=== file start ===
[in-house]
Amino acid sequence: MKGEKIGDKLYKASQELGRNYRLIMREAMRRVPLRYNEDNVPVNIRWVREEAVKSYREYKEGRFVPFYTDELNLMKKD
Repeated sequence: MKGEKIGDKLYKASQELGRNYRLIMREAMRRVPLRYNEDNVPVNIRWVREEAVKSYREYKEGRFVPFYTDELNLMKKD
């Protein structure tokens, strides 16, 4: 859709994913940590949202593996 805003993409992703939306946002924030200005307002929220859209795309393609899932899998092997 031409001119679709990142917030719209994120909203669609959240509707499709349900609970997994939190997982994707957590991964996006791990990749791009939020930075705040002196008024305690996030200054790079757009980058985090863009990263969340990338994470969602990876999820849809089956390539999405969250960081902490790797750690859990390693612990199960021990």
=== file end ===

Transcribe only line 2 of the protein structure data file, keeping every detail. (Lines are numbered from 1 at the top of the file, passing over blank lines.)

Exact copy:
Amino acid sequence: MKGEKIGDKLYKASQELGRNYRLIMREAMRRVPLRYNEDNVPVNIRWVREEAVKSYREYKEGRFVPFYTDELNLMKKD